Heller Levinson's philosophy of poetics is something that can only be described as<br />

"accessibly elusive." Or is that "elusively accessible"? Either way, this paradox<br />

encapsulates Heller's approach, which on the surface seems overly cerebral but in<br />

actuality is intuitively ascertainable. His is a paragon of experimental verse, aloof and<br />

excessively premised on the tenets of logos ... and yet, at its core, his Hinge Theory and<br />

the execution thereof (via his verse) have a playful pathos. Heller may or may not agree<br />

with this interpretation, but the way I read his poetry, there is a palpable sense of fierce<br />

ebullience, of good old fashioned frenzied FUN.<br />

Heller's Hinge Theory is both rigid and unhinged. Words "hinge" on other words, but<br />

then the associations they spawn lead to an unhinged spewing of ideas, that nonetheless<br />

circle back to the original idea. Sometimes the associations are overtly obvious ("bellyfull.<br />

belly-ache") and sometimes they are much less explicit. As I said, you can intuitively<br />

grasp his process, but try to lucidly explicate it - good luck.<br />

In his latest collection, Tenebraed, Heller takes the Latin word, "tenebrae," signifying<br />

darkness, and mutates it into a verb, then welds it to a noun or concept in order to invert<br />

that idea's connotations and turn the entire enterprise inside out. Or something like that.<br />

(As I said, his poetry and philosophy are accessible yet elusive, meaning that I get it, but<br />

then I don't. As soon as I think I have it, I have to backtrack. For in order to truly know<br />

something, you have to be able to capably explain it. In this case, it remains to be seen<br />

whether I have done so.)<br />


Tenebrae, in Heller's poetic universe, is the opposite of darkness, despite its original<br />

meaning. Or, rather, it is a probing of the facets of darkness in order to irradiate:<br />

"...exploring underbellies, hidden contours, liberating the undisclosed..." (page 13).<br />

In Heller's conception of the world, what merits illumination most are the obscure, the<br />

arcane, the veiled, the shadow-dwelling...<br />

How this latest articulation of Hinge Theory works goes something like this: Words are<br />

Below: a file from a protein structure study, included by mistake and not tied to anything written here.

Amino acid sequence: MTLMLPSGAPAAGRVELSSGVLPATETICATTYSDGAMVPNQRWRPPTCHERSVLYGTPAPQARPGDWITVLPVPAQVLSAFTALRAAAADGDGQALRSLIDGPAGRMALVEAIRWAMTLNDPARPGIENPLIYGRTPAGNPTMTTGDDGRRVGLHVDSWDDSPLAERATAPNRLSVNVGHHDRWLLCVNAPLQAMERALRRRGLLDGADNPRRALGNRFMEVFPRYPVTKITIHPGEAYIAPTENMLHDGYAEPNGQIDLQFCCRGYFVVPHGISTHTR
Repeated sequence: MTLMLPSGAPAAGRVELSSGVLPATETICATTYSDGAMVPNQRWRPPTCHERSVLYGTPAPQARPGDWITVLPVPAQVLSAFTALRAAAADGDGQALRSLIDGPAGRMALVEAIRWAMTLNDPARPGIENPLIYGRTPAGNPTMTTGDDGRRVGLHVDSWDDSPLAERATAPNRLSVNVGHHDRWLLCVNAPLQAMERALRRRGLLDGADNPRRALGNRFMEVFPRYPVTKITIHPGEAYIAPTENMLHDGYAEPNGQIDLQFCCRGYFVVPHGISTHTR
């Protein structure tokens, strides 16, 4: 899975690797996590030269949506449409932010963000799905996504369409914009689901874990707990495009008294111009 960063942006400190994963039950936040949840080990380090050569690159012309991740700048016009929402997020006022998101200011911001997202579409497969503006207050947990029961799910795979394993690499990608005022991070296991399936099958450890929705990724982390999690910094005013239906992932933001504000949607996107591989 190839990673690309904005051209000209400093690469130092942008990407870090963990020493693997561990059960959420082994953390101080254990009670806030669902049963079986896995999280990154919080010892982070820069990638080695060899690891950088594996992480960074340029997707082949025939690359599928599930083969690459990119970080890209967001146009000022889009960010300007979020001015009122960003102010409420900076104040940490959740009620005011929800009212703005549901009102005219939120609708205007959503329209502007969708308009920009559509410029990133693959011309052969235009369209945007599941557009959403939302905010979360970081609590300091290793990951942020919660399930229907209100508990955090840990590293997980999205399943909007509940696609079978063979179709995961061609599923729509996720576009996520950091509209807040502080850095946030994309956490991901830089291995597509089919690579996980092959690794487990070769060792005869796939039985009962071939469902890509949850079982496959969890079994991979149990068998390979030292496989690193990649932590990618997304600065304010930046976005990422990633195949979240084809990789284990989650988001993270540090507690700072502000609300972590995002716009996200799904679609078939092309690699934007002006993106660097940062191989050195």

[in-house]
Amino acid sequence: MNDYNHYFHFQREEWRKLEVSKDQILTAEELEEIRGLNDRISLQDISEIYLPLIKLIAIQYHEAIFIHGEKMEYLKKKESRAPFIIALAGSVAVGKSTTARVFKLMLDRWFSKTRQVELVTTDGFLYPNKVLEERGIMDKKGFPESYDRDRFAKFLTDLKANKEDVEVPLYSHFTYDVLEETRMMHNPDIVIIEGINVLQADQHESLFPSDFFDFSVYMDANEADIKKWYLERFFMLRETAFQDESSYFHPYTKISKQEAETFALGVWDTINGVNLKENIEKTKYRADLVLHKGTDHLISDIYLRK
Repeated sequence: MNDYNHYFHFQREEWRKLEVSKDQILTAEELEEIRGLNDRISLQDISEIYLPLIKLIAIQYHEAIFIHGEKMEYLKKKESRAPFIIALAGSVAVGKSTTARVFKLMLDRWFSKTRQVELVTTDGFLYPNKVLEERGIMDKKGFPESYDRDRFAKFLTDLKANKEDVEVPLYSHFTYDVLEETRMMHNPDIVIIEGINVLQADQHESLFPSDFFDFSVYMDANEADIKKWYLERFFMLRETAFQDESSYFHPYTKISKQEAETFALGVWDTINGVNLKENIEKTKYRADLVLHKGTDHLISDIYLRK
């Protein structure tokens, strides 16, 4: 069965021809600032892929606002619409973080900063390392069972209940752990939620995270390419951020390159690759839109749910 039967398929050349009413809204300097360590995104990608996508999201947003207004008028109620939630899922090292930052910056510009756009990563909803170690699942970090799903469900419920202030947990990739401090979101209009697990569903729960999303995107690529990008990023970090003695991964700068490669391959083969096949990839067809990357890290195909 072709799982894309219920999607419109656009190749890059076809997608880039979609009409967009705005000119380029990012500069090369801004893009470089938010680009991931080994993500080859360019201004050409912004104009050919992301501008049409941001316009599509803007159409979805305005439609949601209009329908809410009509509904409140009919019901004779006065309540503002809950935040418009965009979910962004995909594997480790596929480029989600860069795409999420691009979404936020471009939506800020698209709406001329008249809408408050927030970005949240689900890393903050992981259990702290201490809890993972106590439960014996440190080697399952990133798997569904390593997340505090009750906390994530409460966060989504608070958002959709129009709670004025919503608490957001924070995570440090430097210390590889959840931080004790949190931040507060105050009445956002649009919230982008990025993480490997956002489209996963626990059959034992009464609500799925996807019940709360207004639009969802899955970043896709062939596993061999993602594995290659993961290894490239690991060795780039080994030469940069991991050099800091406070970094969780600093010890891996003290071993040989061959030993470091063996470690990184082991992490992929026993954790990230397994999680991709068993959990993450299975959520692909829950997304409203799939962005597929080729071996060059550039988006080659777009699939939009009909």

"imported" from other contexts, where they have already established their own legitimacy,<br />

and they serve to embellish their new contexts. The words themselves are infused with<br />

novel dimensions (they "Bloom from their Immersions in Additional Communities"<br />

(page 15) ), and the new context benefits and thrives, as well. Exports, too, exist - those<br />

are the words that "vault" from one territory to another, and become the "Subject<br />

Scrutinized" (page 16). Mining is the final component of this multi-tiered theory, and<br />

yet...shouldn't it be the first? Mining is what occurs when one context/application is<br />

"consulted to enrich" the context "currently being investigated." (page 16).<br />

This whole theory is an exercise in slyly subverting linguistic stagnation: "The<br />

lexiconically Static is a Logos Abuser," Heller proclaims. Lexicons are intrinsically<br />

dynamic, and lexiconic vigor relies on savvy manipulation of diction and syntax, which<br />

in turn affects semantics. Hence, Hinge Theory.<br />

(Honestly, I find the whole theory adorably brilliant - somewhat Dickinsonian in its<br />

quaint but stern intellectuality, and somewhat Seussian in its whimsical erudition. It may<br />

be a reflection of my own poetic ethos that I locate a tenor of humor in it, but I do think<br />

deep down, Heller is also an astute scholar of the absurd.)<br />

The poems themselves can be overwhelming for a first-time reader, situated as they are at<br />

the far end of the experimental spectrum, with all the implications thereof of coldly cubist,<br />

robustly rational but soullessly mechanical. But, as I have already made clear, a patient<br />

reader will see beyond that deceptive surface, and come to bask in the wonderful<br />

wilderness of the Levinson Vernacular. These are not mere modern hieroglyphics. This is<br />

language re-imagined - deconstructed, re-constructed, re-deconstructed, and so forth.<br />

But now, alas, the poems. How does one even choose which poems to zoom in on? From<br />

one perspective, they are a big beautiful tangled mass, in need of careful unraveling. But<br />

that's for mathematical minds. My mind is fueled more by intuition and instinct, so I will<br />

focus on five poems that I believe are emblematic of my own (dubious?) discernment of<br />

Hinge Theory's logos-pathos dichotomy. I won't exactly explicate them, because that's a<br />

daunting exercise if there ever was one - and finally, an unnecessary one, a violation of<br />

their integrity.<br />

We start on page 20: "tenebraed to a Faded Aristocracy." The first part of the poem is a<br />

paragraph that stutters in succinct spurts : "louche carom. souse soliloquy. gongs. curtains.<br />


unravel ... blanche. bastion. bulldog." The second part of the poem, however, begins to<br />

flow down the page, though it keeps true to its laconic core:<br />

"fraught<br />

fought<br />

smatter<br />

the finger<br />

smithereens"<br />

The humor harbored within this poem occurs in the way the lines in the first part are<br />